Most Read... Rebecca WattsThe Cult of the Noble Amateur
(PN Review 239)
John McAuliffeBill Manhire in Conversation with John McAuliffe
(PN Review 259)
Eavan BolandA Lyric Voice at Bay
(PN Review 121)
Vahni CapildeoOn Judging Prizes, & Reading More than Six Really Good Books
(PN Review 237)
Patricia CraigVal Warner: A Reminiscence
(PN Review 259)
Tim Parksin conversation with Natalia Ginzburg
(PN Review 49)
Next Issue James K. Baxter, Uncollected Poems Rod Mengham, Last Exit for the Revolution Stav Poleg, The Citadel of the Mind Jena Schmitt, Resting Places: The Writing-Life F Friederike Mayrocker Wayne Hill, Poems
Poems Articles Interviews Reports Reviews Contributors
PN Review 275
PN Review Substack

This review is taken from PN Review 275, Volume 50 Number 3, January - February 2024.

Cover of Taking Liberties
Tara BerginLeontia Flynn, Taking Liberties (Cape), £12; Susannah Dickey, ISDAL (Picador), £10.99
O Thresholds

If the ‘company bosses’ (as Leontia Flynn calls them in her poem ‘All of the people’) had more than an inkling of what poetry was capable of, maybe they’d stop using the word ‘poetic’ to describe their luxury tissues or shades of emulsion paint. If they suspected that ‘poetry’ constituted searing interrogations of their own slapdash behaviour – as exemplified in these two new collections – then they might run a mile from the descriptor. These poets chew their bread, as Paul Celan put it, ‘with writing teeth’: grinding, assessing. Their work is nothing like the floaty vagueness of elegant advertising. It’s built from what W.G. Sebald once described as ‘acute, merciless observation’ and is stark, crafted, funny and real.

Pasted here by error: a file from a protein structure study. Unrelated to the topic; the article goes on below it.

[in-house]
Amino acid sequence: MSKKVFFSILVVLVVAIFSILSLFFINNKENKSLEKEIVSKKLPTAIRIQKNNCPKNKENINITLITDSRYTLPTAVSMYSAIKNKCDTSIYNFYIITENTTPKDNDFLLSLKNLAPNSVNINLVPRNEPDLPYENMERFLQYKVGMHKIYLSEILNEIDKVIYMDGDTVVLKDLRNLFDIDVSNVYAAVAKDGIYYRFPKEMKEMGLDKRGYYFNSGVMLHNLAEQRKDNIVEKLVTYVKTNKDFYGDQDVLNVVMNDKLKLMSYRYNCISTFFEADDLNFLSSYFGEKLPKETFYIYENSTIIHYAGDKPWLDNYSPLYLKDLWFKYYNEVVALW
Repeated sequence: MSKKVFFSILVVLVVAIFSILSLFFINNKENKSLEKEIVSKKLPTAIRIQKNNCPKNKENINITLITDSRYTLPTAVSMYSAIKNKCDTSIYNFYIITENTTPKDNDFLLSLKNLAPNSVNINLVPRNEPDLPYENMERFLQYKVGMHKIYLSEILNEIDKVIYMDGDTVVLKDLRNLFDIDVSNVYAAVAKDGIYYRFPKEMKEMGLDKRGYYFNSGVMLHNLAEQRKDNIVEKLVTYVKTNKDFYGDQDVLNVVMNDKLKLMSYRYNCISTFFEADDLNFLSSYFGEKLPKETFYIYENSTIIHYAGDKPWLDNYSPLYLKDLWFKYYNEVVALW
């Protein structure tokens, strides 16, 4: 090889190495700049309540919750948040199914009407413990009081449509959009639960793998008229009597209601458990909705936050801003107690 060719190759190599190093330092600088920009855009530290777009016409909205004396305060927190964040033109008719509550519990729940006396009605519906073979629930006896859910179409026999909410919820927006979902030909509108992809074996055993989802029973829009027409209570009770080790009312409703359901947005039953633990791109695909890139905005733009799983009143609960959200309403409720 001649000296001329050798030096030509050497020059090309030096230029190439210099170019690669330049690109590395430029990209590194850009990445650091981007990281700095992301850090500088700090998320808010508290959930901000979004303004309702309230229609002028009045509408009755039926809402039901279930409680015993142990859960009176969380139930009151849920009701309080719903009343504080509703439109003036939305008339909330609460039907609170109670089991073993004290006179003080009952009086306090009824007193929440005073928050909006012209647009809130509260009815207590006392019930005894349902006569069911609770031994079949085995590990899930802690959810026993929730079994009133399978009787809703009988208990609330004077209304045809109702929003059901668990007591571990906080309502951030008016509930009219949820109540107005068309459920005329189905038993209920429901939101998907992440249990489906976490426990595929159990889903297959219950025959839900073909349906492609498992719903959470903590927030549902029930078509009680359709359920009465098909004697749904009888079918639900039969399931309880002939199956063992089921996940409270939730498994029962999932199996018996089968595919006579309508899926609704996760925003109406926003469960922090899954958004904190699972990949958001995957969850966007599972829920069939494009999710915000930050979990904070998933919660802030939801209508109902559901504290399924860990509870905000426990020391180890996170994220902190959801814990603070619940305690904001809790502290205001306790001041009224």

I first heard abut Leontia Flynn’s fifth collection, Taking Liberties, on the grapevine. Someone actually said to me outside a pub, ‘have you heard Leontia Flynn’s new poem about her cat? It’s amazing.’ Such gossip speaks not just of Flynn’s importance as a writer, but also of her success in maintaining a sense of newness and
freshness. The poems display a combination of caring deeply and not at all; they are tender and barbed, irritable and longing, all at the same time.

The book itself is pleasantly laid out: a black-and-white photograph by Anton Atanasov on the cover, showing train tracks disappearing into the mist to illustrate the title’s suggestion of freedom, and of ‘stealing’ away. Inside are the epigraphs, the list of contents, and about sixty pages of poems. Sounds normal enough, but the ...

Searching, please wait... animated waiting image